Treasury Secretary Tim Geithner and Chilean Finance Minister Andrés Velasco signed a new income tax treaty between the United States and Chile to provide certainty and stability of tax treatment for U.S. and Chilean cross-border investors.
If approved by the U.S. Senate, the treaty would be the first bilateral income tax treaty between the U.S. and Chile, and would be only the second U.S. tax treaty with a South American country.
As the global economy emerges from a deep recession, governments should work to create the conditions for their private sectors to grow, led by private investment, said Geithner. This treaty will provide certainty to the tax treatment of U.S. and Chilean investors and reduce tax-related barriers so that the flow of cross-border investment between our two countries can grow.
Provisions of the new tax treaty with Chile include reductions in source-country withholding taxes on certain cross-border payments of dividends, interest and royalties; rules to determine when an enterprise or an individual of one country is subject to tax on business activities in the other country; and rules to enhance the mobility of labor by coordinating the tax aspects of the U.S. and Chilean pension systems.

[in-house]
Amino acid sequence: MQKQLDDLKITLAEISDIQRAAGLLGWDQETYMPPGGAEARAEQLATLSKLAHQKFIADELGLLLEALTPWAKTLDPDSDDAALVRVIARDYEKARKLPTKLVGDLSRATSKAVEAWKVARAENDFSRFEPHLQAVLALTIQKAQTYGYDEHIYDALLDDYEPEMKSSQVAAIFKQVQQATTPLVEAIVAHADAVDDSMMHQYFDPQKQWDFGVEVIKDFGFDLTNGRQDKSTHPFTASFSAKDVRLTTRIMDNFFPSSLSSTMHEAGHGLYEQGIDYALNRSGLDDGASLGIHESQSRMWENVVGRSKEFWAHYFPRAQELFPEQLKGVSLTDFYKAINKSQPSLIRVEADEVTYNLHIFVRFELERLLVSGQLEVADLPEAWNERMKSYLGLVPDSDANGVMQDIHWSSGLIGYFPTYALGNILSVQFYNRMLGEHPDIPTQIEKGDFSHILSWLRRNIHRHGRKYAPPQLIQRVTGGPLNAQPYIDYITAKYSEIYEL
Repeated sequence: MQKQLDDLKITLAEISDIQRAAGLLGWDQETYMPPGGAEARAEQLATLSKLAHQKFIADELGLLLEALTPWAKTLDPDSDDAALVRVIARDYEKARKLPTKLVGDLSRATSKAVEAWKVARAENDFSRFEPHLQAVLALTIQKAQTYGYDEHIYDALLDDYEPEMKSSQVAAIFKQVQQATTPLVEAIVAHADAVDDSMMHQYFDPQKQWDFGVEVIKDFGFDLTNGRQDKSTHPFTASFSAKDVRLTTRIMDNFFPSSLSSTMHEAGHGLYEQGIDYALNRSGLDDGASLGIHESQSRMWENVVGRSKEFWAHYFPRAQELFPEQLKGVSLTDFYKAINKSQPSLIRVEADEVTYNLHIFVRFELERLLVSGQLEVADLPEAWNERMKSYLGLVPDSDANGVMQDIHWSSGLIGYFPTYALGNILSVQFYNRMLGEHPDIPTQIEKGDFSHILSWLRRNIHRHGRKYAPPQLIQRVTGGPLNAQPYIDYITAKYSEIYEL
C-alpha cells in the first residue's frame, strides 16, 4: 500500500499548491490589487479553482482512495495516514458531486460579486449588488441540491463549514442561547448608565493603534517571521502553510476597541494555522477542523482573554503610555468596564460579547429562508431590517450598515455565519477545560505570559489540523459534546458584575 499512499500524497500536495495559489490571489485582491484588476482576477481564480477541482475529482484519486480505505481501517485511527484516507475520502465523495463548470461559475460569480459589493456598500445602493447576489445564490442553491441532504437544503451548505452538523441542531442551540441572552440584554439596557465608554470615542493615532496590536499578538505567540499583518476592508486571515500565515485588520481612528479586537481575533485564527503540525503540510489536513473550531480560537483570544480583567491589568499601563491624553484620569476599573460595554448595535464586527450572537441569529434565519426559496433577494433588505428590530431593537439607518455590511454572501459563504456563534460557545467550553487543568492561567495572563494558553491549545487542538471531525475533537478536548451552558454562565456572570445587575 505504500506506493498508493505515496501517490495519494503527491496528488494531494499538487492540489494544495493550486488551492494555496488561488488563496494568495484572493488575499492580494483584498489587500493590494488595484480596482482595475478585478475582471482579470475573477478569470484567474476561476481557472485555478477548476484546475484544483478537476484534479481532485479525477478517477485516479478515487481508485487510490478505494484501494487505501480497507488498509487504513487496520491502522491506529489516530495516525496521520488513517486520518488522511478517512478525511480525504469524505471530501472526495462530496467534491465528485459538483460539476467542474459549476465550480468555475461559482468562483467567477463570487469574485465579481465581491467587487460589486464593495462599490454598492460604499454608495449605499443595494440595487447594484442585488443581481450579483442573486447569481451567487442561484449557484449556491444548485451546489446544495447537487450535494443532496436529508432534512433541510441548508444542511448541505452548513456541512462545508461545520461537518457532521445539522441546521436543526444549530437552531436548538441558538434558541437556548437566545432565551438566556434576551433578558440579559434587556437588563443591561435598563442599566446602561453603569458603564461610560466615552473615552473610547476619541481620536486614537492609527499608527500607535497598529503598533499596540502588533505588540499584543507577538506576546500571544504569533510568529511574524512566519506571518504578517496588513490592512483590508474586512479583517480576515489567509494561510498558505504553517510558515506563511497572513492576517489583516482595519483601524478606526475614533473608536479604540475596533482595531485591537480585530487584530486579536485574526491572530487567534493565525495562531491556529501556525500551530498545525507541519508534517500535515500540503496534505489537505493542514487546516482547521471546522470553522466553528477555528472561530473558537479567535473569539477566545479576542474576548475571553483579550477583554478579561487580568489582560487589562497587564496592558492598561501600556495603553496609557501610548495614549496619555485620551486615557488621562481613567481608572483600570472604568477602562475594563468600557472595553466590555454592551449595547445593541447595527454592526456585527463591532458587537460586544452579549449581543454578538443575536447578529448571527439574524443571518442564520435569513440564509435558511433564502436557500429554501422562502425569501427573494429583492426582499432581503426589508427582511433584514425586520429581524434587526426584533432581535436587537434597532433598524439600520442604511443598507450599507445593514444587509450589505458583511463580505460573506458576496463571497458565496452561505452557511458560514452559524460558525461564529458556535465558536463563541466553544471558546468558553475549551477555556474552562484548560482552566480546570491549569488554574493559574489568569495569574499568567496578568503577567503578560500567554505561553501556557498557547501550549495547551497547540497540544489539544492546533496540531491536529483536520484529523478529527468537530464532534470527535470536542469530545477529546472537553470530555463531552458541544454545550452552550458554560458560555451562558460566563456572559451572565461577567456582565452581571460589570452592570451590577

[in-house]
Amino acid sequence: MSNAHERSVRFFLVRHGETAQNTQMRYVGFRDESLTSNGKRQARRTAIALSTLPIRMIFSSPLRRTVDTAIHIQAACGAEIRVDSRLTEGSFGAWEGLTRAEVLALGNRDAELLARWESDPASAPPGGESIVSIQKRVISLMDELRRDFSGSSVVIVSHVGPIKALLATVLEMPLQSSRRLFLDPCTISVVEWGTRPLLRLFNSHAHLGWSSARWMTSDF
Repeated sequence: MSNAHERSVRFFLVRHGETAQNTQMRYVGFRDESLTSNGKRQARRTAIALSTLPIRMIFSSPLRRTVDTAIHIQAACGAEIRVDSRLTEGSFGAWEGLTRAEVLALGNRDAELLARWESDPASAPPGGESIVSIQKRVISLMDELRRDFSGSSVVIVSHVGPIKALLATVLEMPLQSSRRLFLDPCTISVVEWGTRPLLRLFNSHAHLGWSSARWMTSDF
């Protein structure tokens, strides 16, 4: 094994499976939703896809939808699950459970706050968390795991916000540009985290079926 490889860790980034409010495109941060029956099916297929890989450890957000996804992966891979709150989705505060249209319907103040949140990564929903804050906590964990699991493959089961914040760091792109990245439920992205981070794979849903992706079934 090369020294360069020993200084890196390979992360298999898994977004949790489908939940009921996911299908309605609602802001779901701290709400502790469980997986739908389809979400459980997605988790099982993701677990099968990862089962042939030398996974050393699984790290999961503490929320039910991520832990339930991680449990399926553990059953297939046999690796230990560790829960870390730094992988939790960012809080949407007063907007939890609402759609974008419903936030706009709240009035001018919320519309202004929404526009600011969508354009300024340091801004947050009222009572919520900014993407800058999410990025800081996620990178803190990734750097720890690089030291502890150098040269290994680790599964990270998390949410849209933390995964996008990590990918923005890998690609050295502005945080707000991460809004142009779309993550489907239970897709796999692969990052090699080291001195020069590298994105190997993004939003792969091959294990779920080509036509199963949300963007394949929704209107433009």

The new tax treaty also contains other significant provisions, including mechanisms through which the U.S. and Chilean tax authorities may collaborate to resolve tax disputes and relieve double taxation; provisions to ensure the full exchange between the U.S. and Chilean tax authorities of information for tax purposes; protections against discriminatory tax treatment; and provisions to ensure that only residents of the two countries enjoy the benefits of the treaty.
The U.S. also announced an updated tax treaty with Hungary on Thursday (see U.S. Signs Income tax Treaty with Hungary).
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